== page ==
Celebrations in Goa closely resemble to that in Maharashtra. The men hardly take part in the celebrations but it is the women folk who celebrate ‘haldi-kumkum’


In Punjab where December and January are the coldest months of the year, huge bonfires are lit on the eve of Sankara and is celebrated as Lodi or Lohri. Sweets, sugarcane and rice are thrown in the bonfires, around which friends and relatives gather together. The following day, which is Sankrant, is celebrated as Magi. The Punjabi’s dance their famous dance known as “Bhang-ra”. Then they sit down and eat the sumptuous food that is specially prepared for the occasion.
Tamil Nadu
It is a four day festival in Tamil Nadu:

Day 1 – Bhogi Pandigai (Bhogi) 
Day 2 – Thai Pongal 
Day 3 – Maattu Pongal
Day 4 – Kaanum Pongal

The festival is celebrated four days from the last day of the Tamil month Maargazhi to the third day of the Tamil month Thai.
The first day of festival is Bhogi. It is celebrated by throwing away and destroying old clothes and materials, by setting them on fire, marking the end of the old and the emergence of the new.
The second day of festival is Thai Pongal or simply Pongal. It is the main day, falling on the first day of the Tamil month Thai. It is celebrated by boiling rice with fresh milk and jaggery in new pots, which are later topped with brown sugar, cashew nuts and raisins early in the morning and allowing it to boil over the vessel. This tradition gives Pongal its name. The moment the rice boils over and bubbles out of the vessel, the tradition is to shout of “Ponggalo Ponggal!” and blowing the sangu (a conch), a custom practiced during the festival to announce it was going to be a year blessed with good tidings. Then New boiled rice is offered to the Nature during sunrise, a gesture which symbolises thanks to the sun and nature for providing prosperity. It is later served to the people present in the house for the ceremony. People also prepare savories and sweets such as vadai, murukku, payasam and visit each other and exchange greetings.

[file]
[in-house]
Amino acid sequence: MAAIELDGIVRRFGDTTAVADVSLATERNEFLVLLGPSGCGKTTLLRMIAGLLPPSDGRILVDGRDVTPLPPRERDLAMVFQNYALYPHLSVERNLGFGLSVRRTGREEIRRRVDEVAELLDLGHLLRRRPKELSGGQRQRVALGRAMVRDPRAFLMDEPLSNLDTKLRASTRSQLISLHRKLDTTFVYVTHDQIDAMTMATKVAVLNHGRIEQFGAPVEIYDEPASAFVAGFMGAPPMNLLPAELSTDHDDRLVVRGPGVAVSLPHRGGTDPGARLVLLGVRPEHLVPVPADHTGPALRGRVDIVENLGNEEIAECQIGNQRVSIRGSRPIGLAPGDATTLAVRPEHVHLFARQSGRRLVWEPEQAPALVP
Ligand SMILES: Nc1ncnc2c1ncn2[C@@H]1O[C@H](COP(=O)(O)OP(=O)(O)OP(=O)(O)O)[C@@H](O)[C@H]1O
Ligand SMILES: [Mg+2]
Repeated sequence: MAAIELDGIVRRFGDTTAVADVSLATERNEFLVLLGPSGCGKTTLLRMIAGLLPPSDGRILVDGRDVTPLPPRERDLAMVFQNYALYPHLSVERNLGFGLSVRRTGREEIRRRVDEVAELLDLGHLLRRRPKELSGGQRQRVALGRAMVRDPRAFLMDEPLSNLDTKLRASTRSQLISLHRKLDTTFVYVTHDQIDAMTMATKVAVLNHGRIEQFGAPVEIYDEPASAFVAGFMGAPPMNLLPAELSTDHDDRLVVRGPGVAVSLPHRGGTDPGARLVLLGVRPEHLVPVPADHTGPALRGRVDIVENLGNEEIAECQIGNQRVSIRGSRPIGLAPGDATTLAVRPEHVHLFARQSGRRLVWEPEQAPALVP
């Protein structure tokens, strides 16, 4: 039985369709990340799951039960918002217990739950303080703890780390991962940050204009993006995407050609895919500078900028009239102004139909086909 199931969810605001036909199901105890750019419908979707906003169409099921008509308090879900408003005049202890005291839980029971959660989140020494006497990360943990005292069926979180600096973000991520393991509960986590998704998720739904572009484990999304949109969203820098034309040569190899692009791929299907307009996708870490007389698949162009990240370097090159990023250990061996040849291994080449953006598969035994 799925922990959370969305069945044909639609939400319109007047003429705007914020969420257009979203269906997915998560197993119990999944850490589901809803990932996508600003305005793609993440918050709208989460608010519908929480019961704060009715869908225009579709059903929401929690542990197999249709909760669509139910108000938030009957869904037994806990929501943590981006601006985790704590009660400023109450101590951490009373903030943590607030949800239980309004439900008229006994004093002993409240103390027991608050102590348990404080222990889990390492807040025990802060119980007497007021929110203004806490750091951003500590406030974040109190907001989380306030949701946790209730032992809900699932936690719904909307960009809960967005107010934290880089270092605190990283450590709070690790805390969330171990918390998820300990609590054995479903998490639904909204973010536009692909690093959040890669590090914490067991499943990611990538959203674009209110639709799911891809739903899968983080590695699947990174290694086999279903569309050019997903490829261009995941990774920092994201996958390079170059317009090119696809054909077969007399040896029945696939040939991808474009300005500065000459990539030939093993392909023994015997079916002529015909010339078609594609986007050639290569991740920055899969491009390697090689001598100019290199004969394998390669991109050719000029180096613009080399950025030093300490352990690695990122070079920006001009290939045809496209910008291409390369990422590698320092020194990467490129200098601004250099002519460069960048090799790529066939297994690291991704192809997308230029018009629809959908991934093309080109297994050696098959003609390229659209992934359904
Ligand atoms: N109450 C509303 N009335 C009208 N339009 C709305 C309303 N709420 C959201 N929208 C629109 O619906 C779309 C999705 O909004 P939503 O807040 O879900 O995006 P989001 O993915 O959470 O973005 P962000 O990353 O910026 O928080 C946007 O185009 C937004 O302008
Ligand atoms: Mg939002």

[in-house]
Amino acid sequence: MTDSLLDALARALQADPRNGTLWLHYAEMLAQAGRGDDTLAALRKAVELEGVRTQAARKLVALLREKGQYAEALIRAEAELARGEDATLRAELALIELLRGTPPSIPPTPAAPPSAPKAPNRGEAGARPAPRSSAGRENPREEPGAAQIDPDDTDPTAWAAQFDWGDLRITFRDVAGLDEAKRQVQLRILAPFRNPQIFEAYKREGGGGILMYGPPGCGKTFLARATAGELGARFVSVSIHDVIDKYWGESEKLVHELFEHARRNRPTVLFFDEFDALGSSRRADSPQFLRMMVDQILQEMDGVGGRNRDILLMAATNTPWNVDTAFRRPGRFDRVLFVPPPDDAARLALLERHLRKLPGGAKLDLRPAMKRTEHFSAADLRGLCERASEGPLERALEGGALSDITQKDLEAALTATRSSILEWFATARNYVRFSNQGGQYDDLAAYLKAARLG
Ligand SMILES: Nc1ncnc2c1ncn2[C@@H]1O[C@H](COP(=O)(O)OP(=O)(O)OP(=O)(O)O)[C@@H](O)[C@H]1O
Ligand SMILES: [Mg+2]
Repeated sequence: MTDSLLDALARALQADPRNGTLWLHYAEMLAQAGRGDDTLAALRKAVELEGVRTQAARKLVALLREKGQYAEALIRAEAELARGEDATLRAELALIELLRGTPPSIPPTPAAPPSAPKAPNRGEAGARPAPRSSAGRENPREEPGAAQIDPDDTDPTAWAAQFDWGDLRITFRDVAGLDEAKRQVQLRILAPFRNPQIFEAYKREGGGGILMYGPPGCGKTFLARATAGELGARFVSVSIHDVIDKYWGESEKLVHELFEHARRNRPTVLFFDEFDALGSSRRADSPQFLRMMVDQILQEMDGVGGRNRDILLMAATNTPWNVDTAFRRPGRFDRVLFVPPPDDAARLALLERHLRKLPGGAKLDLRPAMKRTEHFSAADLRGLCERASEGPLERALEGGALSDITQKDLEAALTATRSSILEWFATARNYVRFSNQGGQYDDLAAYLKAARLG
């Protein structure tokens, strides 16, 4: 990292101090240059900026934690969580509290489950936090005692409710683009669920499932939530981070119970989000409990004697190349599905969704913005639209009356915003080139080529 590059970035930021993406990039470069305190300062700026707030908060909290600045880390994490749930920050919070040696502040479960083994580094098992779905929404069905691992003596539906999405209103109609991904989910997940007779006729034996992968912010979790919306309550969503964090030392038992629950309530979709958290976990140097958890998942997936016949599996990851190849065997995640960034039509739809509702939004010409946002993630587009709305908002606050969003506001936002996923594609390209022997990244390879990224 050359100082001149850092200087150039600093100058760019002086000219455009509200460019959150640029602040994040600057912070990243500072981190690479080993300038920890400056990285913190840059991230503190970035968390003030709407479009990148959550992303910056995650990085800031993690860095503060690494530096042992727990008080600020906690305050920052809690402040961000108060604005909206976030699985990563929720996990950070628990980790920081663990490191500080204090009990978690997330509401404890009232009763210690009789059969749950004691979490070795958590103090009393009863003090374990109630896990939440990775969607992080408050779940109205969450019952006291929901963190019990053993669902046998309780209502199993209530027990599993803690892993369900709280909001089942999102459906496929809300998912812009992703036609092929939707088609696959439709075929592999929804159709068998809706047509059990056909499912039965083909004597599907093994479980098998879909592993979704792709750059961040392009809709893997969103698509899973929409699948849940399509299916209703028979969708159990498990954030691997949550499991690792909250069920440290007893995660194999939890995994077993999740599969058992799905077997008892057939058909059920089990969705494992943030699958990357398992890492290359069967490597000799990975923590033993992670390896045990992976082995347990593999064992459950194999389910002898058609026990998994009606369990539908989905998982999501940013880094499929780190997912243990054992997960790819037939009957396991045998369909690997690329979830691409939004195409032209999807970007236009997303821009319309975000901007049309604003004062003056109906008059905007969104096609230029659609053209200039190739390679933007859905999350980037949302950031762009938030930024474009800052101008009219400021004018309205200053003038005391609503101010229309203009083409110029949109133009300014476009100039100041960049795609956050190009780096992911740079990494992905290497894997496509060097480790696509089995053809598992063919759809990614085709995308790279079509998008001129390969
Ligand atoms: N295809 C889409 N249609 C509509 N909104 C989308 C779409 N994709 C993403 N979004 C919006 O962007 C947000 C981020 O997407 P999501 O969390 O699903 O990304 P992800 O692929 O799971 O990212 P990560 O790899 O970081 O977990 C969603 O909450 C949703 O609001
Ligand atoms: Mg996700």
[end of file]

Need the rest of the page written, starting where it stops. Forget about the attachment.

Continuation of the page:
The third day of festival is Maattu Pongal. It is for offering thanks to cattle, as they help farmer in different ways for agriculture. On this day the cattle are decorated with paint, flowers and bells. They are allowed to roam free and fed sweet rice and sugar cane. Some people decorate the horns with gold or other metallic covers. In some places, Jallikattu, or taming the wild bull contest, is the main event of this day and this is mostly seen in the villages.
The fourth day of the festival is Kaanum Pongal (the word kaanum means “to view”). During this day people visit their relatives, friends to enjoy the festive season. This day is a day to thank relatives and friends for their support in the harvest. It started as a farmers festival, called as Uzhavar Thirunaal in Tamil. Kolam decorations are made in front of the house during Thai Pongal festival.
Tribals of Orissa